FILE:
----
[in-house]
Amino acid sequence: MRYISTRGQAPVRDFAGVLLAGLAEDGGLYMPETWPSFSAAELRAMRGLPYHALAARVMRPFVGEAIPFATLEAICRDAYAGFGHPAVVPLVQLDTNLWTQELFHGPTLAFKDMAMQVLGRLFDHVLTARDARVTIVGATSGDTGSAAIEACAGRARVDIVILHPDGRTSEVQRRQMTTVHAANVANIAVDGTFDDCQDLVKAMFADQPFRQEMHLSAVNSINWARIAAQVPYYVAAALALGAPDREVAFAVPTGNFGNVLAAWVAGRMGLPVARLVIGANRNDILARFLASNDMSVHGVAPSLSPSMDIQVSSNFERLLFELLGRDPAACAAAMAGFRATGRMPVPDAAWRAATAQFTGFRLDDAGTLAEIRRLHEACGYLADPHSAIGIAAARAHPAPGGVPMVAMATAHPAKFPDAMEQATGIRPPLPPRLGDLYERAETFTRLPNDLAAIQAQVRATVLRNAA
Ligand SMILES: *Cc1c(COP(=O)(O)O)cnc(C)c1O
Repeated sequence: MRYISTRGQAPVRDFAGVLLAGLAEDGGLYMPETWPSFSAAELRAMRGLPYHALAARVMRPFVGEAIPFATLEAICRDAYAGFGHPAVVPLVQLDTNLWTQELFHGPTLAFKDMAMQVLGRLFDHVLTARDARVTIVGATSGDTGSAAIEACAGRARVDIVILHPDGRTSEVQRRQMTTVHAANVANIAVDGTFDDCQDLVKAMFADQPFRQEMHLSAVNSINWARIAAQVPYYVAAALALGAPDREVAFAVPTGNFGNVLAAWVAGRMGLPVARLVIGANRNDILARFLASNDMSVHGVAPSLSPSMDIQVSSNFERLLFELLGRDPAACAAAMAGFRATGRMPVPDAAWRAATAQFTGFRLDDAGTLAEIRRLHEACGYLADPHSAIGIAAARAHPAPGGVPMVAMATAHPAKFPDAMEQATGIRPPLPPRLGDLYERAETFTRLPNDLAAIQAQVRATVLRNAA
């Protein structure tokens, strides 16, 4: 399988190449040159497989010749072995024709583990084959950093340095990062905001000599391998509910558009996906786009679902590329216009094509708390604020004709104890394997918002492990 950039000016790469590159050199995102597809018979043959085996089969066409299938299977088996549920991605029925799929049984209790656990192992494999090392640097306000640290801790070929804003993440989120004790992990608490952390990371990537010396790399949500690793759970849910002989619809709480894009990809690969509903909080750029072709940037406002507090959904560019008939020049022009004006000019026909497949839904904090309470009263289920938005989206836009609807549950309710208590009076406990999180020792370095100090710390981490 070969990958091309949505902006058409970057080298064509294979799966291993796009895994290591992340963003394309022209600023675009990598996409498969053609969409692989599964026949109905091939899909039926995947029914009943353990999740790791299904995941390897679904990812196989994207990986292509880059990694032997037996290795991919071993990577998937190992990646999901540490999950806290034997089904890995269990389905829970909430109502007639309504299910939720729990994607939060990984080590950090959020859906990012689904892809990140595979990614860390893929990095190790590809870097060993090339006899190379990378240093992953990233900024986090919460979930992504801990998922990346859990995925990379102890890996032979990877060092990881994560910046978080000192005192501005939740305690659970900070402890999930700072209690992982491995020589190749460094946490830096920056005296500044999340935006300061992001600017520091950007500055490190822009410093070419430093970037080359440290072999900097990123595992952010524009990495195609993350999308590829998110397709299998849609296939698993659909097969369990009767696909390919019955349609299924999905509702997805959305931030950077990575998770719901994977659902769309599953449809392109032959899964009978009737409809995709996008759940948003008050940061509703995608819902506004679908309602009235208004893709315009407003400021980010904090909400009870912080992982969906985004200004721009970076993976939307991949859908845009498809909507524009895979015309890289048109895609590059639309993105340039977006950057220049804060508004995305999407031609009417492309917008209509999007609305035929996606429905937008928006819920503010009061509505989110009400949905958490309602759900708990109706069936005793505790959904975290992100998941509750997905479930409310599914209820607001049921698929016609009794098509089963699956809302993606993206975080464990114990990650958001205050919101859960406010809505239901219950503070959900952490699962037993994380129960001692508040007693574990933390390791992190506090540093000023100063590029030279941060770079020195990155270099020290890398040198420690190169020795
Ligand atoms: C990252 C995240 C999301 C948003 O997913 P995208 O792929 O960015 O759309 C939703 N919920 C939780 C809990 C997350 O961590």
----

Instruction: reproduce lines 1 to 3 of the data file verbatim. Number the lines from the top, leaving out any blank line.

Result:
[in-house]
Amino acid sequence: MRYISTRGQAPVRDFAGVLLAGLAEDGGLYMPETWPSFSAAELRAMRGLPYHALAARVMRPFVGEAIPFATLEAICRDAYAGFGHPAVVPLVQLDTNLWTQELFHGPTLAFKDMAMQVLGRLFDHVLTARDARVTIVGATSGDTGSAAIEACAGRARVDIVILHPDGRTSEVQRRQMTTVHAANVANIAVDGTFDDCQDLVKAMFADQPFRQEMHLSAVNSINWARIAAQVPYYVAAALALGAPDREVAFAVPTGNFGNVLAAWVAGRMGLPVARLVIGANRNDILARFLASNDMSVHGVAPSLSPSMDIQVSSNFERLLFELLGRDPAACAAAMAGFRATGRMPVPDAAWRAATAQFTGFRLDDAGTLAEIRRLHEACGYLADPHSAIGIAAARAHPAPGGVPMVAMATAHPAKFPDAMEQATGIRPPLPPRLGDLYERAETFTRLPNDLAAIQAQVRATVLRNAA
Ligand SMILES: *Cc1c(COP(=O)(O)O)cnc(C)c1O